16. Karaoke bars are just as popular as you think they might be.

swiggle1 dot pattern2
flickr.com/st3f4n Source: flickr.com/st3f4n

17. Tokyo is home to the world’s largest fish market.

swiggle1 dot pattern2
flickr.com/chang-er Source: flickr.com/chang-er

As you may know (or might’ve assumed), Japanese people consume quite a lot of seafood. As a result, their seafood markets are a mainstay of cultural life—including Tsukiji Market, the world’s biggest.

18. Instead of shaking hands, the traditional Japanese custom is to bow to one another.

swiggle1 dot pattern2
commons.wikimedia.org Source: commons.wikimedia.org

Although it’s common knowledge that bowing in Japan is a sign of respect and a greeting, what you might not know is that there are sub-rules within the custom. Not bowing is a sign of disrespect and whoever bows more deeply is considered to be showing more respect or deference (typically to an elder or a person of authority).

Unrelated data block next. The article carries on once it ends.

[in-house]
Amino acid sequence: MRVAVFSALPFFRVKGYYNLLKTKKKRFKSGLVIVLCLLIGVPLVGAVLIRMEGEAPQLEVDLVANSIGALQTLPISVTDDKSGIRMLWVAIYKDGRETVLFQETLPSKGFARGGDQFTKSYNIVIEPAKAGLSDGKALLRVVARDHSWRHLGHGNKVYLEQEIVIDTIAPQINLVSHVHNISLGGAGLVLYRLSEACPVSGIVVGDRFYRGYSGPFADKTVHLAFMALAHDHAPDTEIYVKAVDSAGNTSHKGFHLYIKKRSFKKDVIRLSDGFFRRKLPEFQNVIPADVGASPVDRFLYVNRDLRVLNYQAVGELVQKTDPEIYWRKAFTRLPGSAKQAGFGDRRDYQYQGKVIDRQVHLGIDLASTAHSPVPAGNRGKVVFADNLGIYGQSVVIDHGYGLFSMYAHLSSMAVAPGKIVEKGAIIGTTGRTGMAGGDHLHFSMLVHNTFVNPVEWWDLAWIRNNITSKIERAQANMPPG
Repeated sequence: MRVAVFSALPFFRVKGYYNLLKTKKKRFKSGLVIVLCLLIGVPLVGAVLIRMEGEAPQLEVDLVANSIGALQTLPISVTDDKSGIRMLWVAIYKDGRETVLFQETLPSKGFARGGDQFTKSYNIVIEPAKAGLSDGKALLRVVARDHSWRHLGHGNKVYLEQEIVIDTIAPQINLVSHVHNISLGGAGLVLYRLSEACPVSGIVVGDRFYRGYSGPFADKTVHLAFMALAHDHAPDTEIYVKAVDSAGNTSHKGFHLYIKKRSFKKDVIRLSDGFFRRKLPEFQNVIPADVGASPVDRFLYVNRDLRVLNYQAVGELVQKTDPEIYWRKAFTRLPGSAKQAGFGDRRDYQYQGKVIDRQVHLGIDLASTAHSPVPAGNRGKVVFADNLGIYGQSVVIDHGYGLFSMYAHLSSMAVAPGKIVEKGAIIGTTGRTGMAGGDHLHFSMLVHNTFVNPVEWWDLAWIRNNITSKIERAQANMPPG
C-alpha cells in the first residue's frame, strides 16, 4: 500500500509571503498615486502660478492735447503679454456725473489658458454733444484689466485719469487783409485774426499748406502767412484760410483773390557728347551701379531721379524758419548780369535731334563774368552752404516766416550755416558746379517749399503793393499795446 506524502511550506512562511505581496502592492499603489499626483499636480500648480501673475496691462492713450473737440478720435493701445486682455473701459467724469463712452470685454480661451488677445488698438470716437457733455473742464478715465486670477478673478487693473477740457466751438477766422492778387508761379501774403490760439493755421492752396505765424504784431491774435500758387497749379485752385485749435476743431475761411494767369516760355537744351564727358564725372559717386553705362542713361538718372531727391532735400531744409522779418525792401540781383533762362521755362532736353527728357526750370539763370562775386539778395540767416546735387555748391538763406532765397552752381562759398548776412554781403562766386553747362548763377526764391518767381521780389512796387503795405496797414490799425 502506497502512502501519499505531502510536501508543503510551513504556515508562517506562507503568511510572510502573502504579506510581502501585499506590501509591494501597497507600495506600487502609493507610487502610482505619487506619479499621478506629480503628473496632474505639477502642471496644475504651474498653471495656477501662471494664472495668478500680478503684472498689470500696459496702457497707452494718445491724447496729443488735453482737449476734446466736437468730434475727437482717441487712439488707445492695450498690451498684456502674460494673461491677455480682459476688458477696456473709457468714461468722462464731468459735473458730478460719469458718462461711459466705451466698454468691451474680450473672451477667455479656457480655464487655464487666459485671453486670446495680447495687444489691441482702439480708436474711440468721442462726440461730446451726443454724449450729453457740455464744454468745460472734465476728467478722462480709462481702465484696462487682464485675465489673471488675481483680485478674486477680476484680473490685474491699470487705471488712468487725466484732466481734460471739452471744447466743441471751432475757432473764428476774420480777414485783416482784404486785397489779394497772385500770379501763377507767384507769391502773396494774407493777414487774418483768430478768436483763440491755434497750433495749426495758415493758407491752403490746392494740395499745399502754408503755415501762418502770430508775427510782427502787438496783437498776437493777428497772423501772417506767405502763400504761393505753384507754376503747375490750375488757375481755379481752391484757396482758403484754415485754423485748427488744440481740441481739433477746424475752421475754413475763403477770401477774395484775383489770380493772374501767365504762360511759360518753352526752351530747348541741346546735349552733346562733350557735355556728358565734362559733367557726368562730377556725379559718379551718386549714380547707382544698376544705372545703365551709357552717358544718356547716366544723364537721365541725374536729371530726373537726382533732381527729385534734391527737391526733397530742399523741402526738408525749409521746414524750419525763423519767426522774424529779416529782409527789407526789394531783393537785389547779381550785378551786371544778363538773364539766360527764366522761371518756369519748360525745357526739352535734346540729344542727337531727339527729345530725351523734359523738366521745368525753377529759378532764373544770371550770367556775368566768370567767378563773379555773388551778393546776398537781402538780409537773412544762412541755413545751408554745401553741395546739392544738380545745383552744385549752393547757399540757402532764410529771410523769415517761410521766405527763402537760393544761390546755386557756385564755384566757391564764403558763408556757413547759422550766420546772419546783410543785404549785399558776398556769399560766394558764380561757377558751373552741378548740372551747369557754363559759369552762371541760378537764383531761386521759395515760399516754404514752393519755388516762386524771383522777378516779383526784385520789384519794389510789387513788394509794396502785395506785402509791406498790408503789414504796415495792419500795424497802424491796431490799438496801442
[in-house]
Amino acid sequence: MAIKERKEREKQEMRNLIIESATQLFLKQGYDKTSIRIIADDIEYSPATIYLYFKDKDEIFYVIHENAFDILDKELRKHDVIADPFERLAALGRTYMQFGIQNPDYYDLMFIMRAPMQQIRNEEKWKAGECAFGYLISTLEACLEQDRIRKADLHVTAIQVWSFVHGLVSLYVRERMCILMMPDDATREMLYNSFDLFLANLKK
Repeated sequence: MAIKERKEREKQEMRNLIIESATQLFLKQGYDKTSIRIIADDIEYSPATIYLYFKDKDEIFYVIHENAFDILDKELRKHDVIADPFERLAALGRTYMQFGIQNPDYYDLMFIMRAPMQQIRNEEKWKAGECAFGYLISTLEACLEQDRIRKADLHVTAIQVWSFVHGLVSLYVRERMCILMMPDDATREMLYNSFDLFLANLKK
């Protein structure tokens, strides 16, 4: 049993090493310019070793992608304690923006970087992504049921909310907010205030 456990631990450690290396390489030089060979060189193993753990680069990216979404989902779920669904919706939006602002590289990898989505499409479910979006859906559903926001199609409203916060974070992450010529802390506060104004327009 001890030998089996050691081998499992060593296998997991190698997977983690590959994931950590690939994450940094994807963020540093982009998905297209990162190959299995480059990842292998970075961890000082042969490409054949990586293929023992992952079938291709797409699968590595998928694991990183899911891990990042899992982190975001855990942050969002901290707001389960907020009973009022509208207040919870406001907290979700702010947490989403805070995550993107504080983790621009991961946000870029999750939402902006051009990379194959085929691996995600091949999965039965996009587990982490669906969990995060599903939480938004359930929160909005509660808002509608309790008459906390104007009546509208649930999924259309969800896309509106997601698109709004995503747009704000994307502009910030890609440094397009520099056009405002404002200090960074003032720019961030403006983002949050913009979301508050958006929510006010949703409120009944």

19. Crooked teeth aren’t necessarily considered unattractive.

swiggle1 dot pattern2
commons.wikimedia.org Source: commons.wikimedia.org

You may be used to going to the dentist or orthodontist to get your teeth straightened. In Japan, however, yaeba is the trend of having (or even going to the dentist and getting) crooked teeth.

20. Japan is an archipelago with more than 6,800 islands.

swiggle1 dot pattern2
flickr.com/romainesmith Source: flickr.com/romainesmith

We typically think of Japan as one big island. In reality, Japan has several major islands and then many tiny little islands around it.t

Please SHARE this with your friends and family.

Source: Fact Retriever, Bright Side